Dinamicas de Animacion (icebreakers)

Activities whose main function is to get people to loosen up, to communicate with each other freely, to relax, to get excited or enthusiastic. Most often they are games, but they can also have thematic content.

What's better than that?

This is a game in which the group builds an idea by accepting and adding to the previous idea (yes, and...).

The Flow:
In a circle, small or large group.

  • Joker asks the group to think of something good.
  • When a player has an idea, they start the play by naming their good thing -- e.g. "A cup of hot coffee."
  • Next player adds to it, to make it better -- "A cup of hot coffee on a cold morning."
  • Third player adds -- "A cup of hot coffee on a cold morning in the mountains."
  • And so on. Continue adding as long as the energy is good.

Mistake Game

A fast-moving concentration game in which mistakes are celebrated. I learned this from Kaisu Tuominiemi, a coach at Mondragon Team Academy.

In a circle, five to maybe ten people.

Phase One

The joker starts the game by putting her left hand on her right shoulder and saying, "one!"

The person to her right repeats the motion, saying, "two!"

This continues four more times.

Favorite/Least Favorite

A simple activity: ask each person to think of her/his favorite and least favorite [word, person, place, object, action, body part(?), letter, number...whatever] and share them with a partner, explaining her choice.

The sharing can be with just one person (quick), with several people in a round-robin format, with the whole group.

The sharing could be done in spoken or written form, could be drawn or pantomimed.

One line drawing

I learned this from Minami Yoshitaka, Yasuhara Kouhei, and Yamazaki Ryouta in an English class they taught at Meiji University. In this game people compete to create collaborative drawings that illustrate some thing or idea. It could lead very nicely into discussion, especially if the theme is one of relevance to people's lives.

The flow:

  • Form teams of three or four people.
  • The joker chooses a theme, for example, "job hunting" or "Freedom Rides."
  • One player from each team lines up before the whiteboard in a row, waiting for the signal.

Ten Second Objects

Adapted from "Ten Second Objects" on the Drama Resource website (http://dramaresource.com/games/warm-ups/ten-second-objects) The original activity is great as is:

"Divide everyone into small groups (4-6). Call out the name of an object and all the groups have to make the shape of that object out of their own bodies, joining together in different ways while you count down slowly from ten to zero. Usually every group will find a different way of forming the object. Examples could be: a car, a fried breakfast, a clock, a washing machine, a fire."


Introductions - ask me a question

Shiho Ide, a participant in my Tokyo English for Activists class, came up with this nice way to do introductions.

Standing in a circle.

The first participant introduces herself, saying her name and what she would like others to call her. She then chooses another person who must ask her a question, any question. After the first person answers the question, the second person repeats the process.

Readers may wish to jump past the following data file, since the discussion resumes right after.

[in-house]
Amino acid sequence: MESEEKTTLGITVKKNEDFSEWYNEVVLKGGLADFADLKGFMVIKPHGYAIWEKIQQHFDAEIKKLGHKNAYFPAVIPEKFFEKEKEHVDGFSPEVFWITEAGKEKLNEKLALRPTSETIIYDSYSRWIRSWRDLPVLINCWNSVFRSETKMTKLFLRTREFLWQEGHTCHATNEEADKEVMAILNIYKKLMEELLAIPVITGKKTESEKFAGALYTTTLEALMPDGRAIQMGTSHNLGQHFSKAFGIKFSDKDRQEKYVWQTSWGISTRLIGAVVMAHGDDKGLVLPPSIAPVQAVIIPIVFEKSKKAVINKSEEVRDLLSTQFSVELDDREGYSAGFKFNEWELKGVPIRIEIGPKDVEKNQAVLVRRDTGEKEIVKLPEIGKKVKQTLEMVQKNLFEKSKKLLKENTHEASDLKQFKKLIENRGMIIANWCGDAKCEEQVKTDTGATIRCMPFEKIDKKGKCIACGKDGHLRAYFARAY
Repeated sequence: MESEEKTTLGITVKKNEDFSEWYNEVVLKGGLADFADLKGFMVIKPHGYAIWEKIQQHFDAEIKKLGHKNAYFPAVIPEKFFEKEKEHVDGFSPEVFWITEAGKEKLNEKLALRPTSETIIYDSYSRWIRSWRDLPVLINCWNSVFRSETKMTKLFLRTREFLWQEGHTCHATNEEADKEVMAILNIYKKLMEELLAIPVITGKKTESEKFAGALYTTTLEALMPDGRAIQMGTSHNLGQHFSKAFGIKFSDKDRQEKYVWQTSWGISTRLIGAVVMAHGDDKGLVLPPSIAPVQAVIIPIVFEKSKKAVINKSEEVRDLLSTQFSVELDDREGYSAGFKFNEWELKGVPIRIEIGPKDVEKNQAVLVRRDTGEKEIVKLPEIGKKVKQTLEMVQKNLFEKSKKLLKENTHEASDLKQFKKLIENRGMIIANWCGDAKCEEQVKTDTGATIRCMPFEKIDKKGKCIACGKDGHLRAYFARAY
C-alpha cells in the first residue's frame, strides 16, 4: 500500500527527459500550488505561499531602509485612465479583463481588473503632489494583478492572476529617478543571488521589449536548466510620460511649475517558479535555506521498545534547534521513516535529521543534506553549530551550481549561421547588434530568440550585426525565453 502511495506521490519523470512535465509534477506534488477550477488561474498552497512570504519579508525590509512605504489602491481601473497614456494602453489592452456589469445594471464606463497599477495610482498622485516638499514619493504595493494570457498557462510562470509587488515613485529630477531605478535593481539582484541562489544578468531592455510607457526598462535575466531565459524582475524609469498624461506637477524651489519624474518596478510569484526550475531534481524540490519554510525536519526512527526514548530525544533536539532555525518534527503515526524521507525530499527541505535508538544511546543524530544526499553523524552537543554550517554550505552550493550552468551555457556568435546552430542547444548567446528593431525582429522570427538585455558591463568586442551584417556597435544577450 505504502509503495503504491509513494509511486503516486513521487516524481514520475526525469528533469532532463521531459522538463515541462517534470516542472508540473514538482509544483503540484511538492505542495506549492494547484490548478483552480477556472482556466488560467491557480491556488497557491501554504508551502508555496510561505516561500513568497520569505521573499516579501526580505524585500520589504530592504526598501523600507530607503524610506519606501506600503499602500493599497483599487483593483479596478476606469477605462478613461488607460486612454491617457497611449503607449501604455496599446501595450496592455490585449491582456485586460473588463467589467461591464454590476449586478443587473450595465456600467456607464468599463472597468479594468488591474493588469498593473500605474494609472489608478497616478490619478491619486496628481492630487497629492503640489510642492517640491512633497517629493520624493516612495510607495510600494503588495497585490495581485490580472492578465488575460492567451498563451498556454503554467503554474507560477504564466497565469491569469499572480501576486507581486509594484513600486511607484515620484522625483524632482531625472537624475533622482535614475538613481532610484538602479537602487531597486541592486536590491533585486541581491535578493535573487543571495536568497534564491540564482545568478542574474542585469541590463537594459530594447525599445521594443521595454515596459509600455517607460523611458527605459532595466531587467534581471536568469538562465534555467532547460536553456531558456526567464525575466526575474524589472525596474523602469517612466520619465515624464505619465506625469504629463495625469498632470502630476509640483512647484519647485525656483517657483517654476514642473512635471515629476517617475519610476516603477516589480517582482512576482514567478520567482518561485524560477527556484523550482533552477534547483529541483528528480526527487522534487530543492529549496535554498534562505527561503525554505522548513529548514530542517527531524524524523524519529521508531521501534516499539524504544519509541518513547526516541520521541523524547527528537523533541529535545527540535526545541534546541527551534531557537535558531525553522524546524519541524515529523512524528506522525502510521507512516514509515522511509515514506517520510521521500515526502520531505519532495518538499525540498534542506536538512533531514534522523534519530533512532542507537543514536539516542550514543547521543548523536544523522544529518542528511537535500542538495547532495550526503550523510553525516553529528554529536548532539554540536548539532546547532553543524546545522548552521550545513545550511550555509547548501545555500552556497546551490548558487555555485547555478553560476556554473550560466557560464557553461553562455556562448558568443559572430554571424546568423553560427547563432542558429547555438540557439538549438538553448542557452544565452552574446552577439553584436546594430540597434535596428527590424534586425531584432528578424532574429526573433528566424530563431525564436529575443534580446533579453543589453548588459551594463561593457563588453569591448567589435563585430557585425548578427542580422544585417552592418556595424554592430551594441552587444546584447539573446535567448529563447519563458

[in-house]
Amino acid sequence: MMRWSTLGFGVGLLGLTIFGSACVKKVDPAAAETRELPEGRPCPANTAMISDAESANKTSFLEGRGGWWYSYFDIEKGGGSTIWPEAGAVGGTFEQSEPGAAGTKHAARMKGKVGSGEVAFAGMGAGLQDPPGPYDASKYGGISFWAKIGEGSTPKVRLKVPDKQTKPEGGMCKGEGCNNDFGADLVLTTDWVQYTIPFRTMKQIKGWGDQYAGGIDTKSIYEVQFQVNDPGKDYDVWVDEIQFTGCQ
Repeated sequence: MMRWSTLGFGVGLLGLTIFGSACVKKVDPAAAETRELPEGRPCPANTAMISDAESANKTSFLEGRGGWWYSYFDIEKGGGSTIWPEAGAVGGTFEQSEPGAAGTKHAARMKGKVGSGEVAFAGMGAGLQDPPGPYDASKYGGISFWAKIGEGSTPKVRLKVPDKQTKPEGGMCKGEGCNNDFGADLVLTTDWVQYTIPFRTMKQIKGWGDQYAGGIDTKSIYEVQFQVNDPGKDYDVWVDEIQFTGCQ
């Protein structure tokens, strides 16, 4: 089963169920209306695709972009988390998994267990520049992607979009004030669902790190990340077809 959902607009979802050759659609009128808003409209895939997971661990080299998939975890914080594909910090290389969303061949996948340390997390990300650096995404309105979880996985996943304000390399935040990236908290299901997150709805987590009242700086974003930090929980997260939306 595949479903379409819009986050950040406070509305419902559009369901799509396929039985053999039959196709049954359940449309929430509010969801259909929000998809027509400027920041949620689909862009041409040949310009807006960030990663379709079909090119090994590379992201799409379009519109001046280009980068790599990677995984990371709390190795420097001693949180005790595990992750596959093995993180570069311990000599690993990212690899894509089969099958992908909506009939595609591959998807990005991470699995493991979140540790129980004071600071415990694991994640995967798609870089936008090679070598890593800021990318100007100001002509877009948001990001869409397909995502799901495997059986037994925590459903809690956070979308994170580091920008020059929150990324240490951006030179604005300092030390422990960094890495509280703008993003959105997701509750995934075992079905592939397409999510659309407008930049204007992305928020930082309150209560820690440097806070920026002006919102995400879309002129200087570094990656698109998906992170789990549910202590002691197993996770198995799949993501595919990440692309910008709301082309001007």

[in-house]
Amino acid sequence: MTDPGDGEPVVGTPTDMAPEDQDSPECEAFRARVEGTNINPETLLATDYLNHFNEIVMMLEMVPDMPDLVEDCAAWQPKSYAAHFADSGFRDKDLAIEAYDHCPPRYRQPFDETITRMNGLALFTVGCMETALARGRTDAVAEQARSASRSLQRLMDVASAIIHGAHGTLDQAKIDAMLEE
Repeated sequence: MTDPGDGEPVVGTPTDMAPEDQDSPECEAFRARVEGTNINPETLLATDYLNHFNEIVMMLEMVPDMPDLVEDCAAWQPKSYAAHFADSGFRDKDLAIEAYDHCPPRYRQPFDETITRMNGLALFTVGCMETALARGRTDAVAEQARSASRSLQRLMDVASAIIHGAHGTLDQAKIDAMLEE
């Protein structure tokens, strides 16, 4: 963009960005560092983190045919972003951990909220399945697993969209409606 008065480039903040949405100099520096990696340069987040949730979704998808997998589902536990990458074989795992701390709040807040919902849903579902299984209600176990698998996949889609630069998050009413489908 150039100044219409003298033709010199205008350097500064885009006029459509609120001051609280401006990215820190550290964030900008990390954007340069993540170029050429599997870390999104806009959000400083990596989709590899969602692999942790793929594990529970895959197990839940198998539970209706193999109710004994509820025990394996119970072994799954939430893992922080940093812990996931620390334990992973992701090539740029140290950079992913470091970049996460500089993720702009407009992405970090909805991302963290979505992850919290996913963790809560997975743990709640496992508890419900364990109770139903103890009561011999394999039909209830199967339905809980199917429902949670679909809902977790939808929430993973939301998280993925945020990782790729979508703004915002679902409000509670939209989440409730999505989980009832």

Most people would say...

I learned this game at Kani Club, the theater improvisation group in Tokyo, Japan. The game asks participants to filter their free association through their sense of what others might say. The object is to avoid "idiocy" -- in the sense of being isolated in one's thinking. At the same time, the "idiotic" answers are often reasonable or creative.

That's how I feel.

Adapted from "Busca tu cancion" in 101 juegos musicales. See also I second that (e)motion.

The joker writes down three to 10 emotions on index cards, two cards per emotion. (One set of three if you have an odd number of participants.) There should be as many cards as participants.

Shuffle the cards, keeping them face down, and have people pick a card, keeping it hidden from others.

That's my song!

Slightly adapted from "Busca tu cancion" in 101 juegos musicales.

Choose three or four songs that are probably known to everyone in the group and write each song's title on two index cards. (Or ask each participant to choose a song that they think everyone will know, writing the title on two index cards.) You should have as many cards as participants. (For odd numbered groups, add an extra card for one song.)

Shuffle the cards and have participants each choose one card, being careful not to show it to others.

The Gift

Learned this at Kani Club.

In pairs, one person (The Giver) mimes giving the other a gift. Her mime should show some quality of the gift -- size, weight, temperature, value, etc.

The Receiver receives the gift in kind (showing its weight, etc) and identifies it. E.g., "Oh what a beautiful lobster! Thank you so much!"

The Giver, in the spirit of "Yes, and...", follows the Receiver's lead, adding some detail about the Gift. E.g., "I pulled it up in the trap this morning and thought of you."

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